2 November 2013
The Meadow, Gardens By The Bay
Last Saturday, indie fans descended on The Meadow at Gardens By The Bay for the first edition of the annual Camp Symmetry, organised by Symmetry Entertainment, who has brought us gigs by Beach Fossils, Yacht, Carl Barat & The Libertines and The Drums. Starting at 12 noon, the festival line-up presented 12 hours of indie folk, indie pop, indie rock and post-rock. The festival expectedly attracted hipsters and music lovers ranging from the ages of 15 to 40. Camp Symmetry invited comparisons to Laneway Festival – having similar programming, targeting the same audience, being held at the same venue, and the festival held up very well. There was a good variety and somewhat affordable F&B choices for a festival, with more activities like bouncy castles and ping-pong tables. The festival also ran like clockwork, with each set starting and ending at its scheduled time, which is remarkable for a festival!
General consensus on Veronica Falls’s performance at the festival is that they fell flat and were boring, but they nevertheless were able to please their fans, who gamely bought up the band’s merchandise like tees and totes. It did not help that the crowd was thin at noon, with most streaming in during the next few hours. However, Last Dinosaurs sure warmed up the crowd with their feel-good and catchy indie pop, eliciting much excitement, screaming and cheering among their fans. Having only released one album, In A Million Years, they played almost all the songs from that album. While their music is very much in the vein of other indie bands, their pleasant tunes with catchy riffs injected a much-needed dose of energy and melody into the festival, getting the crowd dancing and jumping.
Of the early line-up, San Cisco was the clear favourite. The band was a real crowd-pleaser, impressing and entertaining fans and non-fans alike, with their catchy tunes and harmonies getting people dancing in the mud early on in the day. Songs like “Beach”, “Girls Do Cry” and “Fred Astaire” had great hooks and quirky harmonies a la Peter, Bjorn and John, and the band was endearing in their interaction with each other. Ending their set with their hit song “Awkward”, there was a real festival atmosphere with the laid-back and happy vibes emanating from the crowd.
The crowd visibly thinned significantly after San Cisco’s set, but fans of Wild Nothing eagerly planted themselves at the front in anticipation of the band. In my opinion, there was nothing entertaining about Wild Nothing’s set, and besides fans, most used this time during the festival to laze in the sun, check out the activities, take a nap or seek shelter because of the (apparent) impending rain. Their set had a couple of hiccups due to technical difficulties, and that only added on to the banality of their set. Their set came off sounding like a soundcheck, with the band discussing on stage, and saying, “let’s try that” at one point in the set. Nevertheless, they could do no wrong in the eyes of their fans, despite them embodying the worst of dream pop – overindulgent, boring, draggy and without melodies.
The programming of William Fitzsimmons in the middle of the day was definitely a right choice, providing a peaceful respite and quality tunes enjoyed by all. Songs like “Passion Play” and “Beautiful Girl” were gorgeously performed, adding to the festival atmosphere a sense of peace and serenity. It was undeniably a wise choice to place him in the line-up before the longer and noisier sets by Ra Ra Riot and Best Coast, giving the audience a chance to catch a breath and relax before the euphoric night ahead.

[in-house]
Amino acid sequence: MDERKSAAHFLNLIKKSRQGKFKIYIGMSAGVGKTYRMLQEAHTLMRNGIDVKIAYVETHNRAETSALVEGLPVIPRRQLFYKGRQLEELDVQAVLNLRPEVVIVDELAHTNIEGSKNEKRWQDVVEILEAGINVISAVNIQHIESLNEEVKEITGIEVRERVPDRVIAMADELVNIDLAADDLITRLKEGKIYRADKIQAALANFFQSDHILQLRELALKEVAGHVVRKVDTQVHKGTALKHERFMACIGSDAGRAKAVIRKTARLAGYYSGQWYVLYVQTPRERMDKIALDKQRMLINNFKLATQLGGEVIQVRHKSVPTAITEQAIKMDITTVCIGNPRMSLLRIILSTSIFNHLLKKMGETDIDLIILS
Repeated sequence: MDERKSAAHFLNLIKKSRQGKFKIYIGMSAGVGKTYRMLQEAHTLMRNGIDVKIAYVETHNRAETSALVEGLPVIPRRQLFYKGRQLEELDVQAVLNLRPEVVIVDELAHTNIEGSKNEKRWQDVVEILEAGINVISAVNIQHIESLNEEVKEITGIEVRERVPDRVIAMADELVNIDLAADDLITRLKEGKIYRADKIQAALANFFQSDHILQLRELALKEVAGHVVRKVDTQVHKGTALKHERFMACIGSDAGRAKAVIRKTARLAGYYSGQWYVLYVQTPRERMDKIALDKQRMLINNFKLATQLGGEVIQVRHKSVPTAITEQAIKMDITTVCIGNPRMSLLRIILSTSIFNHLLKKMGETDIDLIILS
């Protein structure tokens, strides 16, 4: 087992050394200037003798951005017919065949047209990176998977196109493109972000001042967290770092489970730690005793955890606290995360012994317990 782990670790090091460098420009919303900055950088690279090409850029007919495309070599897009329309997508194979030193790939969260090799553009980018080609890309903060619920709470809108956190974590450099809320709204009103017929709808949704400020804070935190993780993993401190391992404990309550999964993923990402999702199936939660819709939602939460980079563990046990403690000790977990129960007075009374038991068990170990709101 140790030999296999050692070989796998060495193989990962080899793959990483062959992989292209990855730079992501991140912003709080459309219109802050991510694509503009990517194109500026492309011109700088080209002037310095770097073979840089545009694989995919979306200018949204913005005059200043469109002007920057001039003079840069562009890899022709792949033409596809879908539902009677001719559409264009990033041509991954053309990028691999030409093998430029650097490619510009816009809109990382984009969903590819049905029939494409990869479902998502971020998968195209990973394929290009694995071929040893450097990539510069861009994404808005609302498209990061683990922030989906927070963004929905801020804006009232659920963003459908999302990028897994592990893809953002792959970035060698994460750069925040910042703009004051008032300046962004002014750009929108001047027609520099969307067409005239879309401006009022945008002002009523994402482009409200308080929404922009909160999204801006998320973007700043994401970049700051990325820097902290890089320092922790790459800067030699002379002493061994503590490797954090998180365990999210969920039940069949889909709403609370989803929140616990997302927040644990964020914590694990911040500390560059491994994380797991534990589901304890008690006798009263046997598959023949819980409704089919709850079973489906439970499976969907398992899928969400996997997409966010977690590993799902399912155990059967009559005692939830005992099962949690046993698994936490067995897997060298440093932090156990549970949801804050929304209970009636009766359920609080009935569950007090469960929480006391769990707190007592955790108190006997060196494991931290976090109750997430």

Ra Ra Riot animated and thrilled the crowd with their upbeat tunes like “St. Peter’s Day Festival” and “Can You Tell”, charming fans with their vocal-focused melodies. One of the most anticipated acts of the festival was Best Coast, and rightly so, as they have quite a large fanbase in Singapore, yet they have not performed here before. Playing a full set of 18 songs, it was a real treat for the audience, as their songs like “Boyfriend”, “No One Like You”, “The Only Place” and “Crazy For You” sounded even better live, stripped off the fuzziness that is so evident on their records. It was good to hear the band without the fuzzy tone that is so prominent on all their songs, which is honestly distracting and hides lead vocalist Bethany’s voice. Following their performance of “No One Like You” in the middle of their set, there was a collective gasp as Bethany announced that the gig would be her last performance… as a 26 year old. *Cue huge sigh of relief from the crowd. The crowd proceeded to sing her a birthday song, which I expect was a memorable moment from the festival for her. Unfortunately, proceeding that moment, their set blended into one long song, as their songs all tend to sound similar. However, they were definitely able to please their fans and satisfy the crowd with the length and quality of their set.
The festival only got better from that point, with energetic and electrifying sets from The Cribs, Mew and Explosions in the Sky. The festival was made so much more enjoyable and muddy conditions tolerable with the incredible hospitality by the folks at the Spotify tent. Kudos to the Spotify team! We can only look ahead with anticipation for Camp Symmetry in 2014 – hopefully the line-up will have more quality bands earlier in the day instead of fillers (in some cases), and congratulations to the Symmetry Entertainment team on a first successful festival!
Thanks to Symmetry Entertainment for making this review possible.